EPA Fracking Discharge Permits on Indian Lands Appealed
Fracking Fluids Dumped into Stream for Livestock on Wind River Reservation
Washington, DC — U.S. Environmental Protection Agency wastewater permits issued recently on Indian lands are illegal and should be rescinded, according to an appeal filed today by Public Employees for Environmental Responsibility (PEER). The permits allow mass discharge of waters laced with toxic oil and gas drilling chemicals into a stream, for consumption by wildlife and livestock. The PEER petition to EPA’s Environmental Appeals Board highlights EPA’s approval of surface disposal of drilling wastewater without even identifying the chemicals in the hydraulic fracturing (“fracking”) fluids, let alone setting effluent limits for the harmful contaminants contained within, contrary to its own regulations.
In mid-March, EPA finalized new water discharge permits for nearly a dozen oil fields on or abutting the Wind River Reservation in Wyoming (EPA has Clean Water Act jurisdiction on tribal lands). Despite the nearly two-year delay since they were first proposed, the final permits are little changed and fail to –
- List the array of toxic chemicals being discharged. To avoid the appearance it was regulating fracking, EPA did not even ask operators to submit the chemical formulation or concentrations of fracking and well maintenance fluids to be injected downhole and then allowed to flow back to the surface;
- Set any discharge limits for fracking chemicals. Instead the permit asks rig operators to keep their own “inventory” of fracking and well maintenance chemicals they use; and
- Tighten lax monitoring requirements that allow sampling long after fracking or maintenance events and toxins have been flushed downstream.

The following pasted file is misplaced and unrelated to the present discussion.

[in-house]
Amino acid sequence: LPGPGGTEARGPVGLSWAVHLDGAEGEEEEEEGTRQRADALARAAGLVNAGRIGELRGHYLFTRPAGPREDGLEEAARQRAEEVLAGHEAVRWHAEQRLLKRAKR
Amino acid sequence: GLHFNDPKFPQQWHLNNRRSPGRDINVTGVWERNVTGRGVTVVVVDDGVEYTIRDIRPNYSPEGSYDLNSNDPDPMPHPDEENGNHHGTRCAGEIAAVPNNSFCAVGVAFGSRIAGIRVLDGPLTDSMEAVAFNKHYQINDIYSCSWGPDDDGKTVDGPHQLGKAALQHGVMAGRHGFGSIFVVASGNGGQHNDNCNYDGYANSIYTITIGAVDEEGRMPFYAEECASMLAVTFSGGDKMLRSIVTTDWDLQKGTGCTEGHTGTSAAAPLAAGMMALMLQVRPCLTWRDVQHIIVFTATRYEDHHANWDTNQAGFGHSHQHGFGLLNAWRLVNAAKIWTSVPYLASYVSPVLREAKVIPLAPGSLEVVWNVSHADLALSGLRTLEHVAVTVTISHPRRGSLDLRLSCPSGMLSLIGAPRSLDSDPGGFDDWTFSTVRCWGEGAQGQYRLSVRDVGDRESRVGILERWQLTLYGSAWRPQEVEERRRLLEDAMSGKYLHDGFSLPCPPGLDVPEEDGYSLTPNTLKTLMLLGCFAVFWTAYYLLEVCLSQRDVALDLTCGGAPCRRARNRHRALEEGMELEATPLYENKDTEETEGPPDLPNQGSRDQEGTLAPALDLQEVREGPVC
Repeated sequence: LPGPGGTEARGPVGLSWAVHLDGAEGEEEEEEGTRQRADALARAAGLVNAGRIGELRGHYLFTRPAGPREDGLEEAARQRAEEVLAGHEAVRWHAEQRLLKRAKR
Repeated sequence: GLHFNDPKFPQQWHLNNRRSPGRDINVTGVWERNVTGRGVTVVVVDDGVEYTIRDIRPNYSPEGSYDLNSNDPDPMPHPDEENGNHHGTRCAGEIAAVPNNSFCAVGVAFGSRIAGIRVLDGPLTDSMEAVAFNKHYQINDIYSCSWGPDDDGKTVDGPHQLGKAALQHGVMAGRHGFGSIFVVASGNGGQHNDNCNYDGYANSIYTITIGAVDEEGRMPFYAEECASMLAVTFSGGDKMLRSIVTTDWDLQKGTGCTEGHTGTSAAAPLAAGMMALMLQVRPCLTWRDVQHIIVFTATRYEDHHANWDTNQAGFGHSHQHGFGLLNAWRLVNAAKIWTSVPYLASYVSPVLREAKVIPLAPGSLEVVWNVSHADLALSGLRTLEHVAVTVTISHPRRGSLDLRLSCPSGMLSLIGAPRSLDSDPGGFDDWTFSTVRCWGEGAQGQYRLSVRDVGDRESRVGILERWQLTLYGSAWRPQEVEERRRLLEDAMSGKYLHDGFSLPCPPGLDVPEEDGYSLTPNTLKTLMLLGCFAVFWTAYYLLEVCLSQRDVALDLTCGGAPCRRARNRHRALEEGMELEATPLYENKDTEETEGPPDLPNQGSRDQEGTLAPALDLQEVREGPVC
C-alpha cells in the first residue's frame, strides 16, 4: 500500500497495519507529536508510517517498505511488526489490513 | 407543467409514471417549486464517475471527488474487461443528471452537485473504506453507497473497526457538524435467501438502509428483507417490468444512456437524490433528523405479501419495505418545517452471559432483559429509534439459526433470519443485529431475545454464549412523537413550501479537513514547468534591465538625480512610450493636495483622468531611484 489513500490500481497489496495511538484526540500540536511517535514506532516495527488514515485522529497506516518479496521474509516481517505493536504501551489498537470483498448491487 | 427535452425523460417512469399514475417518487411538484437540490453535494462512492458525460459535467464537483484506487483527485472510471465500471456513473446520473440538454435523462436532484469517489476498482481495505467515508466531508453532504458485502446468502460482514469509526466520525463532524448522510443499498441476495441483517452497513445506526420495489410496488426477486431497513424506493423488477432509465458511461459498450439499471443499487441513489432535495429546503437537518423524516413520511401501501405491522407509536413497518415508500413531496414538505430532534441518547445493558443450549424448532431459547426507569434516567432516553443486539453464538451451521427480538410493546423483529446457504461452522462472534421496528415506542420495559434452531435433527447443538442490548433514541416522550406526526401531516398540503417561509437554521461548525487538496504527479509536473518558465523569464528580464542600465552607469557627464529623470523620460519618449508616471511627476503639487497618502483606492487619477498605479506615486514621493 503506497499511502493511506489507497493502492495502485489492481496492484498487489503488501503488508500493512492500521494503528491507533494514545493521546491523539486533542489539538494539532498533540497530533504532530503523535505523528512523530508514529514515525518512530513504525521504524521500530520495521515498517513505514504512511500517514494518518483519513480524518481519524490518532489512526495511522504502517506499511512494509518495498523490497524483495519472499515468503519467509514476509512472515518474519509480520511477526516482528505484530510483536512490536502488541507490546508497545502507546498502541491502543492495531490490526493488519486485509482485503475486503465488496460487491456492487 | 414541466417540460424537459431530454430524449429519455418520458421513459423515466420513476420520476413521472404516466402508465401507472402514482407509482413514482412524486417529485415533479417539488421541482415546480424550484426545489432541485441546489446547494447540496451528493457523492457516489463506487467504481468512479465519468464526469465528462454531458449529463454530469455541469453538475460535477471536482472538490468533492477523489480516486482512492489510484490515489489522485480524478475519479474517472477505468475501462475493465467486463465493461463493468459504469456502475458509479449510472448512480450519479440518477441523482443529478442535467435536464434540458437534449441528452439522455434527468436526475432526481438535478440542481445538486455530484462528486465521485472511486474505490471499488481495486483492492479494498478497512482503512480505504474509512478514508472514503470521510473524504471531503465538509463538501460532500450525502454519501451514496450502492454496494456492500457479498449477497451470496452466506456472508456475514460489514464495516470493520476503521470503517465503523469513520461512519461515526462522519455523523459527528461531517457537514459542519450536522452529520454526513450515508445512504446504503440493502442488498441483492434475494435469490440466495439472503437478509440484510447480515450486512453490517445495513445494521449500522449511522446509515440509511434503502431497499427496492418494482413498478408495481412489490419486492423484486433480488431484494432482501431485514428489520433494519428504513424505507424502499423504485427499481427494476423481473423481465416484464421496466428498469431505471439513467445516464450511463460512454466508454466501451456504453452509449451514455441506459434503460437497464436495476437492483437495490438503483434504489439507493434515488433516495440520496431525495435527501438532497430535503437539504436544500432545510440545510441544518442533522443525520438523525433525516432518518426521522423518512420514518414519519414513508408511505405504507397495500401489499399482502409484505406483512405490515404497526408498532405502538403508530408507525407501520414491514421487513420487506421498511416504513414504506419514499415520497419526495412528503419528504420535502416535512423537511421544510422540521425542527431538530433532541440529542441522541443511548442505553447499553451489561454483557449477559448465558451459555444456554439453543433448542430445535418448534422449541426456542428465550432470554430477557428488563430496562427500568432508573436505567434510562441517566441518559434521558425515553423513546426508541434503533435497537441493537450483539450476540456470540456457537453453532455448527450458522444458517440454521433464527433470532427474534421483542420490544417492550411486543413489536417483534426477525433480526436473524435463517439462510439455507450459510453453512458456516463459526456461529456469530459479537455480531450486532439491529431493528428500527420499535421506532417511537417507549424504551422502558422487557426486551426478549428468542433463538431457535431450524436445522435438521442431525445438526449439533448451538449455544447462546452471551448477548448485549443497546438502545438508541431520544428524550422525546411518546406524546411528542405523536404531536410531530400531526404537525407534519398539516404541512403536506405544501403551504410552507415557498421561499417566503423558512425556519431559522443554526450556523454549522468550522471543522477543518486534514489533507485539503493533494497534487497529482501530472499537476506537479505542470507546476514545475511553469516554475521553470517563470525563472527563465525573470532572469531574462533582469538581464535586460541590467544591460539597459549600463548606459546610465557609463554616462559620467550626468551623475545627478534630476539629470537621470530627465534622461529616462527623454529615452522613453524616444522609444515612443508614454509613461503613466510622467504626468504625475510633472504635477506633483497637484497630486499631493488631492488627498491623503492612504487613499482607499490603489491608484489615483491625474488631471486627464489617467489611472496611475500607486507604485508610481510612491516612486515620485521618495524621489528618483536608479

“The chemicals in fracking fluids are so politically charged that EPA dare not speak their names,” stated PEER Executive Director Jeff Ruch, noting that EPA headquarters involvement appears to have short-circuited normal permit safeguards. “Against all reason, EPA is refusing to regulate fracking fluids even after they flow back to the surface and are pumped into streams.”
While the exact mixture used for fracking by individual operators is treated as a trade secret, one analysis cited by PEER identifies 632 chemicals now used in shale-gas production. More than 75% of them affect the respiratory and gastrointestinal systems; 40-50% impact the kidneys and the nervous, immune and cardiovascular systems; 37% act on the hormone system; and 25% are linked with cancer or mutations.
“We would invite advocates of feeding fracking fluids to animals to try it themselves,” Ruch added, pointing out the irony that earlier this month EPA proposed fracking wastewater be pre-treated before discharges are sent to municipal wastewater treatment facilities because it was so “potentially harmful.”
The PEER appeal also challenges the legality of considering fracking fluids as “produced waters” – an exemption in Western U.S, allowing surface application of drilling flowback waters for “agricultural or wildlife propagation,” in the words of the federal regulation. PEER argues that fracking fluids are so toxic they violate the requirement that produced water must be “of good enough quality to be used for wildlife or livestock watering or other agricultural uses.” In 2014, PEER filed a formal rule-making petition asking EPA to clarify the produced water definition but EPA has yet to respond.
The EPA Environmental Appeals Board is the final agency authority on permit issuance. If it accepts the PEER appeal, EPA has 30 days to answer. Review by the Board also exhausts administrative remedies required before the matter can be litigated in court.